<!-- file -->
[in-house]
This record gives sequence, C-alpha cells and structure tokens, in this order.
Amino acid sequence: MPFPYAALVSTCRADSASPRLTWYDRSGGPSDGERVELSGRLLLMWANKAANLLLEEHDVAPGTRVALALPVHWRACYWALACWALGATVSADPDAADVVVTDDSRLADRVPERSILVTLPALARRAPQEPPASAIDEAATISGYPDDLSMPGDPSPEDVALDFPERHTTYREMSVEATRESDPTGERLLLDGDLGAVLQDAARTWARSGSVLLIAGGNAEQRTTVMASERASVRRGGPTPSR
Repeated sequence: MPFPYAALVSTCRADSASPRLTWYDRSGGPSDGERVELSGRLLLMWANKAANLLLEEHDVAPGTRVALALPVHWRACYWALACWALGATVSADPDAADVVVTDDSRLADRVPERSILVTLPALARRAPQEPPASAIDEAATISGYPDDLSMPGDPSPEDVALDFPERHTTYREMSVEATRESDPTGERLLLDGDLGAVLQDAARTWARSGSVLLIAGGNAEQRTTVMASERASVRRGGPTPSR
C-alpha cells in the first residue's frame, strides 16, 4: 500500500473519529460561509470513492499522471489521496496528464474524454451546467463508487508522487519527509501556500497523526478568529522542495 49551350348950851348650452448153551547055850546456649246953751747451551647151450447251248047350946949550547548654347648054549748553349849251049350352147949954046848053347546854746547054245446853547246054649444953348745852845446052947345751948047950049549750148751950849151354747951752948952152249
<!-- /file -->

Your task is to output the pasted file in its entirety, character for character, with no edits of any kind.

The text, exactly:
[in-house]
This record gives sequence, C-alpha cells and structure tokens, in this order.
Amino acid sequence: MPFPYAALVSTCRADSASPRLTWYDRSGGPSDGERVELSGRLLLMWANKAANLLLEEHDVAPGTRVALALPVHWRACYWALACWALGATVSADPDAADVVVTDDSRLADRVPERSILVTLPALARRAPQEPPASAIDEAATISGYPDDLSMPGDPSPEDVALDFPERHTTYREMSVEATRESDPTGERLLLDGDLGAVLQDAARTWARSGSVLLIAGGNAEQRTTVMASERASVRRGGPTPSR
Repeated sequence: MPFPYAALVSTCRADSASPRLTWYDRSGGPSDGERVELSGRLLLMWANKAANLLLEEHDVAPGTRVALALPVHWRACYWALACWALGATVSADPDAADVVVTDDSRLADRVPERSILVTLPALARRAPQEPPASAIDEAATISGYPDDLSMPGDPSPEDVALDFPERHTTYREMSVEATRESDPTGERLLLDGDLGAVLQDAARTWARSGSVLLIAGGNAEQRTTVMASERASVRRGGPTPSR
C-alpha cells in the first residue's frame, strides 16, 4: 500500500473519529460561509470513492499522471489521496496528464474524454451546467463508487508522487519527509501556500497523526478568529522542495 49551350348950851348650452448153551547055850546456649246953751747451551647151450447251248047350946949550547548654347648054549748553349849251049350352147949954046848053347546854746547054245446853547246054649444953348745852845446052947345751948047950049549750148751950849151354747951752948952152249